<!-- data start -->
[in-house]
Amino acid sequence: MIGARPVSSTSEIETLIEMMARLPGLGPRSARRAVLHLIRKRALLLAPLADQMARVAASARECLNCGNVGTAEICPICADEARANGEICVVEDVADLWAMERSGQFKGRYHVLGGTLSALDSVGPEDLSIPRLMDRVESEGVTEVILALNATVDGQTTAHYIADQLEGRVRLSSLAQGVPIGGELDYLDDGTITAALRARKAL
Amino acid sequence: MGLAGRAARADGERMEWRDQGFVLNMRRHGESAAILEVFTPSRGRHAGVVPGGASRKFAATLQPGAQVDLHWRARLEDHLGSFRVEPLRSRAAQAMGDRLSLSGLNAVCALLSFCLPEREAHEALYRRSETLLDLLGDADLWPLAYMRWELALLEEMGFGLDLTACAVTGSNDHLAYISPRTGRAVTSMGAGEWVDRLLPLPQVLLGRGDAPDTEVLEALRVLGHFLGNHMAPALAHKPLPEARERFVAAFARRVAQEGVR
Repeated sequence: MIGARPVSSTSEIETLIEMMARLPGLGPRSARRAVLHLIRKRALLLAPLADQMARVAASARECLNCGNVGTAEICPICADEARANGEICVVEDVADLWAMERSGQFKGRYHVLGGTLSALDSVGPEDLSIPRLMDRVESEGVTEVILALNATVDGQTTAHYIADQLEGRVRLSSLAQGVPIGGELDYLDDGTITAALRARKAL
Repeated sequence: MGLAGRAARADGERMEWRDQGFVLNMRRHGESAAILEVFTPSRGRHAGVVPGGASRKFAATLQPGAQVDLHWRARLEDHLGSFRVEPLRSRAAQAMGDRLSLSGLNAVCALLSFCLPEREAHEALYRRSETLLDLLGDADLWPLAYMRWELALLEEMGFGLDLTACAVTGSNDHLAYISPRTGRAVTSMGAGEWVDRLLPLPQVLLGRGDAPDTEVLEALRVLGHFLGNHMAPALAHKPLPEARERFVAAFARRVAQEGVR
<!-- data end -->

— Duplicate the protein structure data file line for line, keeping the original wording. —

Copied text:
[in-house]
Amino acid sequence: MIGARPVSSTSEIETLIEMMARLPGLGPRSARRAVLHLIRKRALLLAPLADQMARVAASARECLNCGNVGTAEICPICADEARANGEICVVEDVADLWAMERSGQFKGRYHVLGGTLSALDSVGPEDLSIPRLMDRVESEGVTEVILALNATVDGQTTAHYIADQLEGRVRLSSLAQGVPIGGELDYLDDGTITAALRARKAL
Amino acid sequence: MGLAGRAARADGERMEWRDQGFVLNMRRHGESAAILEVFTPSRGRHAGVVPGGASRKFAATLQPGAQVDLHWRARLEDHLGSFRVEPLRSRAAQAMGDRLSLSGLNAVCALLSFCLPEREAHEALYRRSETLLDLLGDADLWPLAYMRWELALLEEMGFGLDLTACAVTGSNDHLAYISPRTGRAVTSMGAGEWVDRLLPLPQVLLGRGDAPDTEVLEALRVLGHFLGNHMAPALAHKPLPEARERFVAAFARRVAQEGVR
Repeated sequence: MIGARPVSSTSEIETLIEMMARLPGLGPRSARRAVLHLIRKRALLLAPLADQMARVAASARECLNCGNVGTAEICPICADEARANGEICVVEDVADLWAMERSGQFKGRYHVLGGTLSALDSVGPEDLSIPRLMDRVESEGVTEVILALNATVDGQTTAHYIADQLEGRVRLSSLAQGVPIGGELDYLDDGTITAALRARKAL
Repeated sequence: MGLAGRAARADGERMEWRDQGFVLNMRRHGESAAILEVFTPSRGRHAGVVPGGASRKFAATLQPGAQVDLHWRARLEDHLGSFRVEPLRSRAAQAMGDRLSLSGLNAVCALLSFCLPEREAHEALYRRSETLLDLLGDADLWPLAYMRWELALLEEMGFGLDLTACAVTGSNDHLAYISPRTGRAVTSMGAGEWVDRLLPLPQVLLGRGDAPDTEVLEALRVLGHFLGNHMAPALAHKPLPEARERFVAAFARRVAQEGVR